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Exercise for Health: Why Exercise is Healthy

Everyone knows that exercise is good for their health. But WHY is it healthy to be active? Why can’t we sit back, put our feet up, eat a mountain of chocolate and watch TV all day and still be in the prime of our health? On that note, why is it necessary for us to eat a certain amount of food, but not too much? Or why do we need around 7-8 hours of sleep to keep our systems functioning? Our ancestors may hold the answer to all these questions…

The bodies that we have inherited from our ancestors have come with some terms and conditions – one of them being “Thou must exercise regularly to maintain good health.” We may not have agreed to this condition, but that’s life.

Our Ancestors Exercised Without Meaning to Exercise 

Before they could reproduce and pass their genes on to the next generation, our ancestors first had to survive day-to-day life. Daily life for our ancestors looked very different to our convenient, modern existence. They didn’t have supermarkets full of food, drinking water easily available in their air-conditioned homes, cars for getting from A to B, or delivery services to do all of their heavy lifting.

To simply meet the basic demands of life – obtaining food, water, shelter, safety – humans had to walk, lift, dig, move, stretch, climb and exert themselves in every which way. And they had to do this day in day out for the entirety of their lives. For us today, the idea of this might already make us tired – but this was simply a fact of life for our ancestors. There was no other way.

Our Ancestors passed on our “activity genes” 

So, over countless generations, our ancestors were active – they exercised without even intending to exercise. Within these active bodies of our ancestors, the organ systems of our body developed, functioned and evolved. The systems (e.g. cardiovascular system, neurological system, respiratory system, etc) and organs (heart, lungs, skin, brain, muscles, etc) of our bodies operated, throughout all human history, in bodies that were active. We have inherited these exact organ systems from our ancestors. It makes sense, then, that these systems and organs function best in active bodies, and they begin to dysfunction in bodies that are sedentary (i.e. not active).

Active bodies = Healthy systems 

This is exactly what we see in reality – those who are active are less likely to suffer from malfunctions of their organs and systems, while sedentary people suffer more frequently from dysfunctions of one organ system or another, often in tandem. Adding to this, those who do suffer from a chronic health condition affecting these systems tend to cope much better when they incorporate regular exercise into their daily life – improving the function and health of their systems.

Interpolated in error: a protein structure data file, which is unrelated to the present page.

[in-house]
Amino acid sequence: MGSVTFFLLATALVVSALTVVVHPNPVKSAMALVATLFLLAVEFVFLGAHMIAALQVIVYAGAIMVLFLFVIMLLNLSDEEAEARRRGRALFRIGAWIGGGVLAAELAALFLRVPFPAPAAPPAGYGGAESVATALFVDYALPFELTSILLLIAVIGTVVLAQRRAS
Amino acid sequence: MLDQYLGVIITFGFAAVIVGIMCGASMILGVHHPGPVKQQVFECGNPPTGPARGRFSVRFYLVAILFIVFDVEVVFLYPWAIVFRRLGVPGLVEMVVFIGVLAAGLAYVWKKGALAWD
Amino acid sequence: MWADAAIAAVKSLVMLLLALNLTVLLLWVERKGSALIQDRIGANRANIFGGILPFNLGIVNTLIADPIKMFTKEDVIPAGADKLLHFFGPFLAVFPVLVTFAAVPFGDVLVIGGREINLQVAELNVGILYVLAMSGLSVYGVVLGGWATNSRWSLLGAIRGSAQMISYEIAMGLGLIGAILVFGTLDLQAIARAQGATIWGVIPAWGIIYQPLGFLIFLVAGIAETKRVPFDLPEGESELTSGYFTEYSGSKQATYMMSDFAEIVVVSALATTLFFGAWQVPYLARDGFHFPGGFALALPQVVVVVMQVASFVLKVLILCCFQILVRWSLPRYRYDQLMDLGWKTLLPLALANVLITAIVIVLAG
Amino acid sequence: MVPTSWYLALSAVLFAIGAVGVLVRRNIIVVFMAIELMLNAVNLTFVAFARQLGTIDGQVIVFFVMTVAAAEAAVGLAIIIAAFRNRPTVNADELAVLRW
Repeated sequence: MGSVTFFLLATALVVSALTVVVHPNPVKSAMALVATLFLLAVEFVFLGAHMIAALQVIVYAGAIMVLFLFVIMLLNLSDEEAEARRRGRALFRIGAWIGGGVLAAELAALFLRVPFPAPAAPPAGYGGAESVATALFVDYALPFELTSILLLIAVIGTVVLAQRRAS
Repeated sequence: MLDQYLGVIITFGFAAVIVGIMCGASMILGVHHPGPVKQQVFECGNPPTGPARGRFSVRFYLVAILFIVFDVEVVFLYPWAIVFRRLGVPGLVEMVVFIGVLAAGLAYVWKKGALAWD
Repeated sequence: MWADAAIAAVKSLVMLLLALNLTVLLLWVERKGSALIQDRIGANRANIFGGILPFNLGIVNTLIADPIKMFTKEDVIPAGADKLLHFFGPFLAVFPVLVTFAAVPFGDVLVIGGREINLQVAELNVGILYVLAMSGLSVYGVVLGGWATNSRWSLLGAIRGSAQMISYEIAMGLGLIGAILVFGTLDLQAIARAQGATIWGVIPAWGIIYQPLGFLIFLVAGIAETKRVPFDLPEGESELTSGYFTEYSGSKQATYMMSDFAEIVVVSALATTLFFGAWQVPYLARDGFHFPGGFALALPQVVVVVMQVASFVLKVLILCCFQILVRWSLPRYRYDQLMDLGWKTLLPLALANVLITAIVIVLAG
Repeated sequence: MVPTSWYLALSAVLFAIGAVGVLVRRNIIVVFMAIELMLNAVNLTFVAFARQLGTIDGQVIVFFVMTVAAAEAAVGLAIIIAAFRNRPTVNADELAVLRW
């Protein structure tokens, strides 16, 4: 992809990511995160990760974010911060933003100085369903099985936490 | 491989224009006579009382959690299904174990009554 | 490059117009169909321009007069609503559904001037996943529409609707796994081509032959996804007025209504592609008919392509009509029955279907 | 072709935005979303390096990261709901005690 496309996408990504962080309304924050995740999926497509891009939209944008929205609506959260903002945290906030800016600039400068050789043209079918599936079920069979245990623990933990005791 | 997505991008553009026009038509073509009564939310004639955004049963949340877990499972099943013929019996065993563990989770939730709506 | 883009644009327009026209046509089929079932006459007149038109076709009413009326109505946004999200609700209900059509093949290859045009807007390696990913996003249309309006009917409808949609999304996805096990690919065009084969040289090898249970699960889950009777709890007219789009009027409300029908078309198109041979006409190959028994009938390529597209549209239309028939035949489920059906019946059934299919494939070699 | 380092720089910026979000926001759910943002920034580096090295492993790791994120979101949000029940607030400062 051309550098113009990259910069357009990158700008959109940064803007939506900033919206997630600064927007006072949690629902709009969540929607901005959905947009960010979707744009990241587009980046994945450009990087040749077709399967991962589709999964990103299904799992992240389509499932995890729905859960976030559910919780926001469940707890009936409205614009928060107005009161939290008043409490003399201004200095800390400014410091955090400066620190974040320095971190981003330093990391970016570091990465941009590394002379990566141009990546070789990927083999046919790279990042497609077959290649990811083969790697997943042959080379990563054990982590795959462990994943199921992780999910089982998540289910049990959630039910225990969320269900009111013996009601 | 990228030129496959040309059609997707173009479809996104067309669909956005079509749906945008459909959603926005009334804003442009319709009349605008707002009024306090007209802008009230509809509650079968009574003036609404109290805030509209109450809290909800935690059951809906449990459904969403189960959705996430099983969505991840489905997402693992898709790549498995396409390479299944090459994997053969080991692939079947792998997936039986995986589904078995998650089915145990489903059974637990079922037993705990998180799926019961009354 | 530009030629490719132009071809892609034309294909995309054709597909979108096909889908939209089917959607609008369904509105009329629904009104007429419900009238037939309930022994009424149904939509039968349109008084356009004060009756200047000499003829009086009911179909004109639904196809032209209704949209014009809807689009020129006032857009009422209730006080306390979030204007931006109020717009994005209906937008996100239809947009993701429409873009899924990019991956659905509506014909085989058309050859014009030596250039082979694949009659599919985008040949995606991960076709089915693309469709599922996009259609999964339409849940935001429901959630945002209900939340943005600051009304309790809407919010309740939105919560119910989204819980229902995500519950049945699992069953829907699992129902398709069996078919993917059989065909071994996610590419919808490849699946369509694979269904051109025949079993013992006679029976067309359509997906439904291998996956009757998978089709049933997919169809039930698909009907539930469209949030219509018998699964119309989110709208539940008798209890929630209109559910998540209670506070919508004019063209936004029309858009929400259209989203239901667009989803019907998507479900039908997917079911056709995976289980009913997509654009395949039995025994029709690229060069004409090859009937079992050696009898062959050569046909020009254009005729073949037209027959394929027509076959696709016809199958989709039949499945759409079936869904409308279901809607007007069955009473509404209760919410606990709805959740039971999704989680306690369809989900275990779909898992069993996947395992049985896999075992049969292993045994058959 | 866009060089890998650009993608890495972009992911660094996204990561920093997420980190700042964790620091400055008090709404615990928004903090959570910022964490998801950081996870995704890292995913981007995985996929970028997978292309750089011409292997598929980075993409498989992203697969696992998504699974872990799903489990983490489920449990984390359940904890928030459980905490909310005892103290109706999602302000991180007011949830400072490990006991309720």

We are like plants – we thrive in certain conditions 

Consider how different plant species thrive in certain conditions – whether related to temperature, soil content, moisture, sun intensity, etc. Just like these plants, we humans have conditions that must be met if we are to thrive – regular movement and activity being one such condition. Evolution has been the driving force dictating these conditions – the conditions in which our ancestors lived have shaped us. Their traits have been passed on to us through our genes.

Take a lesson from our ancestors 

So, we should take some lessons from our ancestors and how they moved. Move often and every day. Move throughout your lifetime, regardless of your age. Wherever possible, bring this movement into your everyday life – our ancestors didn’t ‘exercise’ because they thought it was good for them – they ‘exercised’ because that was what their life demanded of them.

Walk more often, carry your shopping, tend to your garden – bend, twist, carry, stretch, move – and with time and consistency, in a more active body, your systems will be more at home.

I hope you now have a greater understanding why exercising is healthy, and why a lack of activity contributes to our body’s systems not functioning optimally.

In the next blog in this series, we will investigate how active our ancestors were further and, in doing so, make sense of how much exercise (and what types) we need to thrive.

Also, in a later blog, we will explore how our bodies are adaptable and change in response to activity and the demands that we place on them regularly.

Ok, time to get up and move…!

4 thoughts on “Exercise for Health: Why Exercise is Healthy”

  1. Maeve Brennan.

    Thank you , it all makes very good sense.
    The classes are most enjoyable.
    I’m so glad to be part of the group and I love the social aspect too!

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